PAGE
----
Big Decisions, Big Impact

According to pharmaceutical manufacturers, however, drugs only make up 3.5 percent of Medicaid costs in Texas, thanks largely to rebate offsets. That's one of the lowest rates in the country, PhRMA Vice President of State Advocacy and Policy Tara Ryan testified to the House Human Services Committee in March. "Maybe what Texas is doing right is allowing access to brands not available in other states."

But shifting to generics or other health plan controls like step therapy could make it harder for patients to access certain drugs and could translate to higher costs in other ways, she says. "You might think that increasing generics by 1 to 2 percent will get you additional revenue, but it might not get you the same health outcomes. One of the things we are trying to do is manage care better with medicines so you don't have higher hospitalizations, emergency care, or doctors' visits because paying more on that side of the equation is more costly."

A uniform PDL also ensures patients across the state have access to the same drugs, regardless of which plan they're in, PhRMA representatives told TMA's select committee in April at TexMed 2016. Nor are commercial plans obligated to have all FDA-approved drugs on their formularies. Meanwhile, some states that shifted their drug benefit into the hands of managed care companies are now fighting to put such consumer protections back into law. 

Consumer advocacy groups like the Center for Public Policy Priorities largely agree Texas' current uniform PDL is much simpler and accessible for patients versus having to follow multiple plan formularies. Some cancer and mental health groups also expressed concern to lawmakers over potentially stringent step-therapy protocols that could make it more difficult to get specialty drugs. 

HHSC officials declined to comment for this story. In March testimony, the vendor drug program's Deputy Director Andy Vasquez told the House Human Services Committee cost is one factor driving the PDL, but not the only one. 

Generic drug use in Medicaid might range slightly lower than in commercial plans, 76 percent to 78 percent versus 80 percent (see "By the Numbers"). But rebates help cover half of Medicaid drugs costs, and state law ensures that money goes back to paying for the drugs. 

In concert with rebates, he says the state Drug Utilization Review Board evaluates the latest clinical information for all drug products they review. "That allows the committee to make an informed decision: Are we providing a good set of products that's preferred that are safe and effective and at the lowest cost to the state?" 

HHSC officials acknowledge, however, there is room for administrative improvements.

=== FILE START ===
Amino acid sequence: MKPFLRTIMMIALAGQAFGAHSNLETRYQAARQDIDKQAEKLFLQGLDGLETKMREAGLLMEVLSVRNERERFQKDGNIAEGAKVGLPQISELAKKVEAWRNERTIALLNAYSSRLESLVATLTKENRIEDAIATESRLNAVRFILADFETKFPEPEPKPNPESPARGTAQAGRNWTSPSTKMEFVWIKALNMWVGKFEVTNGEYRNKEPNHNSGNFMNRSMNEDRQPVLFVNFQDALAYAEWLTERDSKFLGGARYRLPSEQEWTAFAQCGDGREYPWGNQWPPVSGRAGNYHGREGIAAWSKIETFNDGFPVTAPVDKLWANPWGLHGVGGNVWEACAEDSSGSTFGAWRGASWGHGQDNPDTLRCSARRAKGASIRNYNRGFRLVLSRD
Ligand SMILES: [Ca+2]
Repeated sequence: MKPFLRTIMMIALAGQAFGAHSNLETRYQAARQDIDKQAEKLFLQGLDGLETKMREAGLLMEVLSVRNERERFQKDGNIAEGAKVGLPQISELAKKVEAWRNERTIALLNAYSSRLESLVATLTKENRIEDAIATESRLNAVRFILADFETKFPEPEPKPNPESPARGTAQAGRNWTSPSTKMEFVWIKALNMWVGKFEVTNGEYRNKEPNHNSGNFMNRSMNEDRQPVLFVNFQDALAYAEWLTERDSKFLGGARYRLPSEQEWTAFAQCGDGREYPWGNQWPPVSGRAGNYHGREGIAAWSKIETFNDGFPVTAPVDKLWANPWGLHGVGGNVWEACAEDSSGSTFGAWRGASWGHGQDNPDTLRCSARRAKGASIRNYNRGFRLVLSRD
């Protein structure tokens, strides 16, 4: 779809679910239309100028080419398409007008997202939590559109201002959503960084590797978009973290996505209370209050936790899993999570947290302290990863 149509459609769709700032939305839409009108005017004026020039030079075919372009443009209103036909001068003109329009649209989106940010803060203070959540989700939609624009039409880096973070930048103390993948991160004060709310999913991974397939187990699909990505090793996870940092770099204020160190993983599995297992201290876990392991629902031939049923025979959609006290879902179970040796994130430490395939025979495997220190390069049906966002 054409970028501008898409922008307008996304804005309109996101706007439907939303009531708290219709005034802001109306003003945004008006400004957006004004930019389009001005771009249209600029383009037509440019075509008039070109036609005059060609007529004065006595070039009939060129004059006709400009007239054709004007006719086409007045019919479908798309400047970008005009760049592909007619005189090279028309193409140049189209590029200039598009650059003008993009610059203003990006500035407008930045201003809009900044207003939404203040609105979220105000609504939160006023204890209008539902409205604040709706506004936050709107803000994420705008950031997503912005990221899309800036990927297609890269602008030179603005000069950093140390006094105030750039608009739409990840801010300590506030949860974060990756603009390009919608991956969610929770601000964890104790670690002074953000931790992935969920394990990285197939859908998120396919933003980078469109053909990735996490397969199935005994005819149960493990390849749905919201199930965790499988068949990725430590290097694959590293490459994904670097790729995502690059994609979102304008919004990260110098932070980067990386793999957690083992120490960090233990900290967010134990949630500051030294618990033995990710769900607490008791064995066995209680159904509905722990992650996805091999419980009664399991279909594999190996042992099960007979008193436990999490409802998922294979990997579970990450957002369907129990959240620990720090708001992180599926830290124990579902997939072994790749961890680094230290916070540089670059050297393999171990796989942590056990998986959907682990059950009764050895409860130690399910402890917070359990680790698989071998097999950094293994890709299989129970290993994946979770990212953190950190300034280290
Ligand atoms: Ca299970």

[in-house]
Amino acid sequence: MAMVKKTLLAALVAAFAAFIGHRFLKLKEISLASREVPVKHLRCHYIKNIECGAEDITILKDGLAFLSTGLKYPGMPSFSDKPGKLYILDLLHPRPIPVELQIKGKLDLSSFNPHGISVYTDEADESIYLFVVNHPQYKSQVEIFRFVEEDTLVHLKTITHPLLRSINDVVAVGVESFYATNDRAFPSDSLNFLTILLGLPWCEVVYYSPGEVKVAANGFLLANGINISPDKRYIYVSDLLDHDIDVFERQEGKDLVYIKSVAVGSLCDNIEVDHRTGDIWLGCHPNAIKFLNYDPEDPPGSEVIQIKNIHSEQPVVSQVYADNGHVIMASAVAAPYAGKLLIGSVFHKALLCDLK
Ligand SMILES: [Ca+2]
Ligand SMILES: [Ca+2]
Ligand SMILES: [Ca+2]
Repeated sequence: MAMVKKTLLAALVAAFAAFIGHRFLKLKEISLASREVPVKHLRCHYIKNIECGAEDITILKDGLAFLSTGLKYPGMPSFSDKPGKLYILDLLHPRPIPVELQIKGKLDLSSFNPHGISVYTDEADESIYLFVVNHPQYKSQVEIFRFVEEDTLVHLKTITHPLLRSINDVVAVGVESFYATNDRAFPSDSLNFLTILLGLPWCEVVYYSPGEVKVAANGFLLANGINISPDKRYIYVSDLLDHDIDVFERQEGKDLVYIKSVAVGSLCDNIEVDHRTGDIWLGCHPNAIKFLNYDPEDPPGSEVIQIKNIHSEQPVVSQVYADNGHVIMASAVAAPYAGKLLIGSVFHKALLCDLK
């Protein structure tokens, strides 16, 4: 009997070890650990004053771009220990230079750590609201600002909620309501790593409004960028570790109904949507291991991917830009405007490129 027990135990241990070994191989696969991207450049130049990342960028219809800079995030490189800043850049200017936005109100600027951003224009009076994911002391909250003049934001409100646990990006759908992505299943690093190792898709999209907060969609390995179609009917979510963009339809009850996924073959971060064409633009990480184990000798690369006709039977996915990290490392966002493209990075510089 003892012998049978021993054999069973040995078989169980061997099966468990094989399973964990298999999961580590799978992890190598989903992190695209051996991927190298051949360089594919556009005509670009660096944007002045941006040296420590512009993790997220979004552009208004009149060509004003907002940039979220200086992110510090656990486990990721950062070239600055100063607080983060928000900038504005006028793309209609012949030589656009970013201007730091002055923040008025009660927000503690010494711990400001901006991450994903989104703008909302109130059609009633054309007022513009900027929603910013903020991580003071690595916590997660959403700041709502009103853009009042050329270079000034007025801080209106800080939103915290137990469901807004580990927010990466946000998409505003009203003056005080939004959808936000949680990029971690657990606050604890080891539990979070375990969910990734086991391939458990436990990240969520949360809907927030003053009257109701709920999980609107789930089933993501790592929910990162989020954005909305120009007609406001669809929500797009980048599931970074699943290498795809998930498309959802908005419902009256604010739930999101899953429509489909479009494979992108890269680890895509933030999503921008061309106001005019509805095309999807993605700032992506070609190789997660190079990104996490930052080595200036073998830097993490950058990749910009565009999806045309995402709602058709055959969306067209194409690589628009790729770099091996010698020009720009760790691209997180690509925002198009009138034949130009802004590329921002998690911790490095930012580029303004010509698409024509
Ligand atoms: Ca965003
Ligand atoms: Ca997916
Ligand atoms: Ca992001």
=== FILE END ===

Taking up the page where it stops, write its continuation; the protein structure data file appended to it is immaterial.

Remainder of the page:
"On the one hand, there is some consistency that is beneficial," Mr. Vasquez said, referring to a uniform PDL that is the same for all Medicaid clients regardless of their plan. "On the other hand, because Medicaid is a different beast, we do hear that does sometimes cause some complexity," he said of the prior authorization criteria. "From a provider standpoint, we do see some opportunities there for consistency across plans."

Part of the problem now is health plans already don't play by the same rules, whether in Medicaid or on the commercial side, says Robert Hogue, MD, a family physician in Brownwood and chair of the state Drug Utilization Review Board. Turning the vendor drug process over to them could mean even more complexity and less safety.

The original intent and function of the state board is to serve as a quality and safety mechanism, he says. "The question is, will there be the same kind of oversight to ensure [health plans] are doing things in an appropriate way?"

Dr. Hogue agrees there is more room for transparency in the PDL, which for now is legislatively constrained to the rebate process. And for years he too has advocated a more searchable formulary and prior authorization list. But out of thousands of drugs and drug categories, he estimates less than 5 percent have additional clinical edits, and the process for determining them is open to the public. 

Health plans might be able to respond more quickly to changes than the board, which only meets quarterly. "But you still can't change formularies at a whim. Some things we were slow to approve, like the hepatitis C drugs. But we're talking about $10,000 a day for treatment. We just want to be sure people who need it get it and not just anybody," Dr. Hogue said. "Health plans' primary goal is to save money, but that doesn't necessarily mean improved patient care."

More Debate Ahead

TMA physicians have lingering concerns, too, that with six Medicaid managed care pharmacy benefit managers in charge, they would get stuck in just as much red tape consulting different formularies. Although, of the roughly 20 Medicaid plans operating in the state, more than half say they collectively use the same PBMs ― Navitus or CVS.  

"When I have 300 generics not on the PDL, that's a problem. But I still don't want 20 different formularies. And we still have problems with just one PDL because of all the edits," Dr. Holcomb said. 

Even if some plans' edits are less restrictive, Dr. Lewis says, "three different plans have three different processes."

Ms. Davis says TMA will continue to evaluate the TAHP plan, adding that of utmost importance would be the inclusion of key patient and physician protections that limit use of step-therapy protocols and safeguard continuity of care for patients who want to stay on established prescriptions should they switch health plans, for instance.